use of alkaline protease to extract silver from X-ray films.
The bacterial isolation
Bacillus subtilis isolated from soil in November 2009 at the Eastern
Province of Saudi Arabia was used in this research. Isolation was
done in Plant Protection Department, Faculty of Science and
Agriculture in King Saud University by Biolog Systems (Al-Yahya et
al., 2007). B. subtilis sub sp. subtilis was the highest isolate from
which Bacillus alkaline protease was obtained. Identified isolations
were evaluated for their ability to produce Bacillus alkaline protease
(AL-Khaldi, 2014).
Cultural conditions and production of enzyme
The isolate was grown for enzyme production. This was done by
incubating it at 37°C for five days in media containing fructose (10
g), potassium nitrate (5 g), NaCl (150 g), dipotassium mono
hydrogen phosphate (5 g), magnesium sulfate (0.4 g), CaCl2 (0.2 g)
and Tween 80 (10 g) in one liter of sterilized water (AL-Khaldi,
2014). The enzyme was separated by centrifuging at 10,000 rpm.
Alkaline protease used for silver extraction (hydrolysis of
gelatin and release of silver)
After washing the X-ray film, it was rubbed over with ethanol. The X
- ray film was cut into small pieces (4 × 4 cm), and dried at 40°C for
30 min. Each piece was soaked in a solution containing 500 µl
enzyme and 1000.0 µl buffer solution (0.2 M, pH 8). They were
incubated at 50°C in a water bath and were shaken (90 rpm) at
different periods (30, 60, 90, 120, 150 and 180 min). The turbidity of
the reaction mixture (hydrolysate) increased with time and no
further increase in turbidity was observed when the hydrolysis was
complete. Hence, progress of hydrolysis, that is, turbidity was
monitored by measuring the absorbance at 660 nm. Samples were
removed at 1 min interval and time required for complete removal of
gelatin layer was noted. The resultant color was determined
spectrophotometrically at 660 nm (shankal et al., 2010).
Statistical analysis
The statistical analyses were performed in a complete randomized
design of three replicates for each treatment. The results were
analyzed and compared at 0.05 level of probability using the least
significant difference (LSD) and SPSS 16 version of program
according to the method of Norusis (1999).
Alkaline protease produced by B. subtilis was used in this
study. The protease activity of the culture filtrate used
was 97 U/ml after 30 min, then it decreased to 86.5%
U/ml after 60 min, while after 90 min, it got to 85 U/ml. A
great inactivation was recorded after 120 min; it got to
39.5 and 36.5% (U/ml) after 180 min. It was noticed that it
took 30 min to decompose the gelatin layer completely at
the given experimental conditions (50°C and pH 8). Table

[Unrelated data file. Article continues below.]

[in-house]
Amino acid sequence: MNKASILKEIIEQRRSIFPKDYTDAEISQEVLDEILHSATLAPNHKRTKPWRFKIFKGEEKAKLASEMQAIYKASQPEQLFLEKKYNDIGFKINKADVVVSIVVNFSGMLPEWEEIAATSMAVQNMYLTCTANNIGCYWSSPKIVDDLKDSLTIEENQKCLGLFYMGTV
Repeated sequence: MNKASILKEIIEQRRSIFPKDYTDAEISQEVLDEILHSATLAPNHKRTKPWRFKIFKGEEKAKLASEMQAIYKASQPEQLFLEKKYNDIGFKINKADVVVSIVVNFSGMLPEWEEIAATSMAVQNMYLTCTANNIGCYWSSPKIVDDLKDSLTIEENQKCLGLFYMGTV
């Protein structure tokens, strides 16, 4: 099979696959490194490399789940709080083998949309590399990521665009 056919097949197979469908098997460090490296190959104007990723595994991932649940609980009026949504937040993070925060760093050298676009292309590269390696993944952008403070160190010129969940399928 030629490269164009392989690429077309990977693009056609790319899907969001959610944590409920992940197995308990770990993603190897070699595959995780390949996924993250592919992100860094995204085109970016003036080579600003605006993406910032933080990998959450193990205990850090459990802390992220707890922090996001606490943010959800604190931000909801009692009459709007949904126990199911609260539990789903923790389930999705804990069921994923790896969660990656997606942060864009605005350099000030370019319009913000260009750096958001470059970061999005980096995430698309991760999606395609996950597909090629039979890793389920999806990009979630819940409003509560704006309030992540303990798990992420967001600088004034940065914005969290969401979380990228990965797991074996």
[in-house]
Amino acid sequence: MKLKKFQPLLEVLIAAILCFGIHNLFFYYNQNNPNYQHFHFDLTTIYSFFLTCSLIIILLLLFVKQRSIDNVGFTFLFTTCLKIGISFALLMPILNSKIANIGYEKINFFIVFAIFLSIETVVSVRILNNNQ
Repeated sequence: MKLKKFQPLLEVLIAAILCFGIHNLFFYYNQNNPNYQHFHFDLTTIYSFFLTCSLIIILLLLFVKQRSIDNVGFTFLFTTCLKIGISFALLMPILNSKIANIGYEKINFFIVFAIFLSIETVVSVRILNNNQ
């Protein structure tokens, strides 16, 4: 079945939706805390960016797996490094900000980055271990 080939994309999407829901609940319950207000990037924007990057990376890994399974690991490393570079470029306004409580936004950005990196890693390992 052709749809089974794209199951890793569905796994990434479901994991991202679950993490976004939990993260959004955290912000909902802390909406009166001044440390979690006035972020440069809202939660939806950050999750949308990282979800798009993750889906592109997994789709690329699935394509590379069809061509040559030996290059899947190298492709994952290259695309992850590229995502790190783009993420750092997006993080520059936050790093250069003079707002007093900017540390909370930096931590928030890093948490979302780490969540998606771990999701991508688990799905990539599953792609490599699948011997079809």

1 and Figures 1 and 2 show the enzyme alkaline
protease activity in extracting silver from X-ray films. At
the end of the treatment, gelatin layer was completely
removed leaving the polyester film clean, and the silver
was recovered in the hydrolysate, both of which can be
From the results obtained in this study, it was noticed that
alkaline enzyme protease was effective in recovering the
silver layer during the first 30 min. Subsequently, it went
down with increase in the period of incubation. The
reason for this decline is due to exposure of the enzyme
Al-Abdalall and Al-Khaldi 1415
Figure 1. X-ray film used in this study as control
which contains silver in gelatin-coated film made from
polyester layer.
Figure 2. The extract silver layer from treated films by crude alkaline enzyme
after: (a) 30 min, (b) 60 min, (c) 90 min, (d) 120 min, (e) 150 min, (f) 180 min,
where gradual removal of gelatinous layer was noted.
to a temperature of 50°C, which is the optimum
temperature in the different periods of time. This led to
breakage of weak peptide bonds, making the enzyme to
lose its activity (Bholay et al., 2012). The time factor is
important for the stability of the temperature. Alkaline
protease proved its activity in extracting silver from used
X-ray films. Seid (2011) proved that silver could be
extracted after 3 min treatment with alkaline protease at
55°C and pH 10.5, while Shankar et al. (2010) mentioned
complete silver extraction after 6 min of using alkaline
protease extracted from C. coronatus. Nakiboglu et al.
(2003) could extract silver in 15 min after using the
protease enzyme extracted from B. subtilis ATCC 6633;
while using enzyme extracted from Aspergillus versicolor,
Choudhary et al. (2013) extracted silver in 15 min. Also,
Foda et al. (2013) extracted silver after 1 h of incubation
with alkaline protease.
Silver extraction was also tested at 40°C for 20 min or
incubation at 24 h with alkaline protease (Sangeetha et
al., 2011). Furthermore, Pathaka and Deshmukh (2012)
could extract silver after 24 h. Kumaran et al. (2013)
mentioned high activity of the enzyme extracted from
Bacillus grown on fish remains in silver extraction
Recycle of natural mineral resources especially silver
metal remains the most practical option to slow down the
exhaustion caused by their diminution. This study shows
that the alkaline protease of B. subtilis sub sp. subtilis
1416 Afr. J. Biotechnol.
has the potential of being reused for extracting silver from
used X-ray films in an eco-friendly way.
Conflict of Interests
The authors have not declared any conflict of interests.
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... This result indicated that, the alkaline protease produced from M. luteus has facilitated the recovery of silver from X-ray films. In an earlier study Al-Abdalall and Al-Khaldi, [14] recovered silver from alkaline protease of B. subtilis sub sp. Hakim et al., [30] observed the capable exclusion of silver from partially purified protease synthesized by B. subtilis. ...